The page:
When you’re looking for a remote start system, several factors matter, including these five. Keep them in mind, and you’ll find the remote starter that best fits you and your automobile’s needs.
Additional Features. Some remote start systems include nothing but the basics, while others add keyless entry, smartphone compatibility, and defrost settings. You should decide which features matter to better weigh purchasing options.
Quality. When evaluating remote starters, consider quality before price. You’ll be happier in the long run.
Range. All remote starters list some sort of range, usually between 500 and 3,000 feet. The number cited refers to ideal conditions; that is, it’s the range you’ll see without walls and other obstructions in the way.
Engine speed sensing. A good remote start system monitors RPMs to prevent over-revving. It also ensures the car actually turns on as it’s supposed to.
Warranty. You should always read the fine print for a remote starter. The system, or “brain,” usually comes with a warranty that lasts as long as you own the car. The remote control typically claims an expiration date.
Installing a Remote Start System
Remote start systems range in complexity, but most demand some rewiring work. It’s usually best to seek the aid of a licensed technician unless you’re familiar with electrical engineering and soldering. Installation used to take a sizable time investment, but these days you’ll likely spend just a little over an hour waiting for a technician to install the system.
If you do opt to attempt a self-install, follow the kit’s instructions carefully, and don’t forget to disconnect your car battery before attempting any wiring work.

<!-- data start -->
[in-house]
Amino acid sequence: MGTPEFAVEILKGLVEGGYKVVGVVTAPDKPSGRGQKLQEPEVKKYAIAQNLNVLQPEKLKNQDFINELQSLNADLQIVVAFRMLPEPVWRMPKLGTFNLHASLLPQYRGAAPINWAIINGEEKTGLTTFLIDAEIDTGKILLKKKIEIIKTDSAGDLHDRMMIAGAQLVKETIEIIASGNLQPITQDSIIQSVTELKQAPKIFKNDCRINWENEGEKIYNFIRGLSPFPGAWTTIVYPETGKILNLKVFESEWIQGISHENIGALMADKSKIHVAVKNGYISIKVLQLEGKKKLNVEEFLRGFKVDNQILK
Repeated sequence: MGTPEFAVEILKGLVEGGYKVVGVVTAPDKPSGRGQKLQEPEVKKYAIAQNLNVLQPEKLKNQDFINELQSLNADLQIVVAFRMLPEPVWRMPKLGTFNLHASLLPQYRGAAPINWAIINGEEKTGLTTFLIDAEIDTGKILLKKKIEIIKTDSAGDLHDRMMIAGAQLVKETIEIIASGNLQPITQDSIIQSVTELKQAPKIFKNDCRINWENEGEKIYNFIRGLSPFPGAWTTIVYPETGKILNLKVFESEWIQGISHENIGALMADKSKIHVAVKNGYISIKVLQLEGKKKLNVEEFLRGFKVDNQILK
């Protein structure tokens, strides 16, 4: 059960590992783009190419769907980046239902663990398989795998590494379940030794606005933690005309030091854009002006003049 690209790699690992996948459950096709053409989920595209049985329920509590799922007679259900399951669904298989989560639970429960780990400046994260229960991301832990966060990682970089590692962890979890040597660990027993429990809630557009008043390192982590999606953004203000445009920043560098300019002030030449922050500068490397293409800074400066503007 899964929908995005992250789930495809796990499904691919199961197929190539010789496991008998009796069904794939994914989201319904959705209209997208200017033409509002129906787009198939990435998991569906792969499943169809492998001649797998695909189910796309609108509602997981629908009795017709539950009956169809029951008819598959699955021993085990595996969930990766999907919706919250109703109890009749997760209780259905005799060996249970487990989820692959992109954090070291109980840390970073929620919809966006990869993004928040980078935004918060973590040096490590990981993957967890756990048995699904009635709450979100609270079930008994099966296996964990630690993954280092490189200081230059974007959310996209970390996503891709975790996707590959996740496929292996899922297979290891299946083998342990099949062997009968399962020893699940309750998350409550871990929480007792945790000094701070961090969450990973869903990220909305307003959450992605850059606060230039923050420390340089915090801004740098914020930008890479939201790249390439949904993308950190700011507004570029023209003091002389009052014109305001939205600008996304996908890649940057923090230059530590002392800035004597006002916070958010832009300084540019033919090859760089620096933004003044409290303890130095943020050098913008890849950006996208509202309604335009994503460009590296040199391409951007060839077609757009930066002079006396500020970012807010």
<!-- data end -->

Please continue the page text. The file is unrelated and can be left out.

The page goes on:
How to Avoid Auto Theft with a Remote Start System
A remote start system can help prevent theft. Many newer models include alarms, notifications, and encryption to thwart thieves. The features don’t make the system impervious to attack, though, so you should use the following four tips to further decrease your risk.
Check your security settings. Some remote start systems allow you to update proximity settings, and others can be set to require an interaction with a remote control’s button prior to starting or unlocking the car. Customizing both of these options ensures you retain control over your remote start system.
Invest in other security measures. Thieves won’t disappear any time soon, so it could be a good idea to purchase a home security camera to keep an eye on your vehicle. Placing motion sensors in or around your garage could also help.
Change your passwords. If you pair a mobile phone with your remote control system, take proper precautions. Change its default password to a secure one that includes a combination of letters, numbers, and symbols.
Follow standard safety and security advice. Basic safety guidelines still apply. Park your car in public, well-lit driveways and parking lots, and tuck valuables into the trunk or under the seat.
Written by Hillary Johnston
A proud mother of four, Hillary is passionate about safety education. She holds a degree in Public Health and Disaster Management. Learn more